Image Source: Axion particle spotted in solid-state crystal, Max Planck Society,



Topics: Cosmology, Dark Matter, Particle Physics, Quantum Mechanics, Standard Model

A team of physicists has made what might be the first-ever detection of an axion.

Axions are unconfirmed, hypothetical ultralight particles from beyond the Standard Model of particle physics, which describes the behavior of subatomic particles. Theoretical physicists first proposed the existence of axions in the 1970s in order to resolve problems in the math governing the strong force, which binds particles called quarks together. But axions have since become a popular explanation for dark matter, the mysterious substance that makes up 85% of the mass of the universe, yet emits no light.

If confirmed, it’s not yet certain whether these axions would, in fact, fix the asymmetries in the strong force. And they wouldn’t explain most of the missing mass in the universe, said Kai Martens, a physicist at the University of Tokyo who worked on the experiment. These axions, which appear to be streaming out of the sun, don’t act like the “cold dark matter” that physicists believe fills halos around galaxies. And they would be particles newly brought into being inside the sun, while the bulk of the cold dark matter out there appears to have existed unchanged for billions of years since the early universe.*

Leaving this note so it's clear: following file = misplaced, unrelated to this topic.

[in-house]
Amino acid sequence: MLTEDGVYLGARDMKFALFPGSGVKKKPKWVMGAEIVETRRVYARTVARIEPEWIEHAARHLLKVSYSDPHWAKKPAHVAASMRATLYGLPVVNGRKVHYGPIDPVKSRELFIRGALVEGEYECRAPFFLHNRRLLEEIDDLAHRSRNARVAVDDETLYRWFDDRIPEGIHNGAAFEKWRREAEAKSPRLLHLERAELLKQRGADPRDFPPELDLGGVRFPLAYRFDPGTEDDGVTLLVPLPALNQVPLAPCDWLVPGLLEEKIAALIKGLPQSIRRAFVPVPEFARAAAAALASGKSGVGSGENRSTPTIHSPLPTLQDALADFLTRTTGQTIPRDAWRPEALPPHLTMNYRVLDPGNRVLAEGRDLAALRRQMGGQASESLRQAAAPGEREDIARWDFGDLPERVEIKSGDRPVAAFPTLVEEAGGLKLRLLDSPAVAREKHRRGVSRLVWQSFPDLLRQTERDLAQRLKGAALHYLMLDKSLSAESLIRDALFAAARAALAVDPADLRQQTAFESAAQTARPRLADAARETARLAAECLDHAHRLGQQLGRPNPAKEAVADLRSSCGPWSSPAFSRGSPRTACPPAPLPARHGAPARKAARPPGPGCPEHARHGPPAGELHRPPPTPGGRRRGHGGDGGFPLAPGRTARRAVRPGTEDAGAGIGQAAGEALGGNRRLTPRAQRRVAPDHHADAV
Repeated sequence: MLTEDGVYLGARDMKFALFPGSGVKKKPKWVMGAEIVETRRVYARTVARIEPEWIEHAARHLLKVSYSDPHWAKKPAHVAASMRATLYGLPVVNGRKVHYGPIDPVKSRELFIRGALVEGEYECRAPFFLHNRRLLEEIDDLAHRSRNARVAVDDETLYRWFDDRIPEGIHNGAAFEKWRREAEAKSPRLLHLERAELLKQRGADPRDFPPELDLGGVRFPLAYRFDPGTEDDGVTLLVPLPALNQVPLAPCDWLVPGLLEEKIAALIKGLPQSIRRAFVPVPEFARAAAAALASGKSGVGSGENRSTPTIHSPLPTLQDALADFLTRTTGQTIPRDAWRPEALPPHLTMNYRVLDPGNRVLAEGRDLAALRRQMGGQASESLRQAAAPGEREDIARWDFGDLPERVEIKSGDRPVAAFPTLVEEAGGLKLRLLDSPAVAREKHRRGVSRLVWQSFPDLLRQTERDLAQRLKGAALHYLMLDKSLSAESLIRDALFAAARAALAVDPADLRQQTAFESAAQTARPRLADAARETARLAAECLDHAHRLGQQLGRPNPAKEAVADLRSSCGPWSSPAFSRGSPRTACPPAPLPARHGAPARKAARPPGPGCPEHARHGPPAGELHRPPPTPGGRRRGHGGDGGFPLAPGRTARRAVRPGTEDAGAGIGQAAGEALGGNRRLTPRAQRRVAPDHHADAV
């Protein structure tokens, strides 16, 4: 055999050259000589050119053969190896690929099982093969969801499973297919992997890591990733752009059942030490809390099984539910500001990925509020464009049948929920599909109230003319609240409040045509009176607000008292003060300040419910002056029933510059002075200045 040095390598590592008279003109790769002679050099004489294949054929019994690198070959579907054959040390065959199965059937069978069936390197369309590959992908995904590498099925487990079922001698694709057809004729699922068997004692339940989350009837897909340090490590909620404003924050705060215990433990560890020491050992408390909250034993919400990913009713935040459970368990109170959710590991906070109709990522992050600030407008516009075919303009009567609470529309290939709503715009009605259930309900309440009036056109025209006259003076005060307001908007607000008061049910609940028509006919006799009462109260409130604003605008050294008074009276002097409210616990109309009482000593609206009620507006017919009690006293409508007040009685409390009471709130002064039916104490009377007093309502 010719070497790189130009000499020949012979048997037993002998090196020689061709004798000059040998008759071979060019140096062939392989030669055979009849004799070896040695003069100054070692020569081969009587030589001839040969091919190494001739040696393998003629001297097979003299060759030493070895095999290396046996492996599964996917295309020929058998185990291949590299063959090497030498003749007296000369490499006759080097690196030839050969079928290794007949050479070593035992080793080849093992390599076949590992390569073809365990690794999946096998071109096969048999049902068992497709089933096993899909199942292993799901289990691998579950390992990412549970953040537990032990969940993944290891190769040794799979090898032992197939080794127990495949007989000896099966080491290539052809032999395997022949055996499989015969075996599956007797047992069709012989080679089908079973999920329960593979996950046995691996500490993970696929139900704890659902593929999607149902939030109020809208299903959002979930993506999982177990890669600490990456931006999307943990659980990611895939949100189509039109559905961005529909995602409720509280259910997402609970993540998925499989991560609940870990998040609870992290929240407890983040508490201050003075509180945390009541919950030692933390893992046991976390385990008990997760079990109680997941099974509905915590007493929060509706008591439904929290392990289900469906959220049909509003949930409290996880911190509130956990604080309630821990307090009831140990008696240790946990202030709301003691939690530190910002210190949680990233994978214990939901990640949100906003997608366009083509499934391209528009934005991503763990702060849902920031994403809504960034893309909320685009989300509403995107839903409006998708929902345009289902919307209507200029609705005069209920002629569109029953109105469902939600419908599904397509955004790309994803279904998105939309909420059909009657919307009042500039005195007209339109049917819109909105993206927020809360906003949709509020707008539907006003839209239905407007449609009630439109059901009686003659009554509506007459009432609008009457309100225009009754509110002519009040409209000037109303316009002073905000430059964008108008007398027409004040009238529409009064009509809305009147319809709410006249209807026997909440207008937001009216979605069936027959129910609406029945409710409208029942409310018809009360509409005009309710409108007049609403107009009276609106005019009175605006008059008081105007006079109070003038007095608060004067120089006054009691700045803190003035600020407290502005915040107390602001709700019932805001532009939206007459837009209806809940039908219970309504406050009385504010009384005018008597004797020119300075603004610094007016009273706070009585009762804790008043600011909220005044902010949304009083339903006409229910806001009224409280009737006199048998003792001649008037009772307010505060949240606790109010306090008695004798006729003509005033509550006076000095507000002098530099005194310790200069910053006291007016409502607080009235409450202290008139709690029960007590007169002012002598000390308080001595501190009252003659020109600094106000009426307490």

Still, it sure seems like there was a signal. It turned up in a dark underground tank of 3.5 tons (3.2 metric tons) of liquid xenon—the XENON1T experiment based at the Gran Sasso National Laboratory in Italy. At least two other physical effects could explain the XENON1T data. However, the researchers tested several theories and found that axions streaming out of our sun were the likeliest explanation for their results.

Physicists who weren’t involved in the experiment have not reviewed the data as of the announcement at 10 a.m. ET today (June 17). Reporters were briefed on the finding before the announcement, but data and paper on the find were not made available.

Live Science shared the XENON collaboration’s press release with two axion experts.

Physicists Announce Potential Dark Matter Breakthrough, Rafi Letzter, Live Science/Scientific American

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  • I have read this when I get off work.
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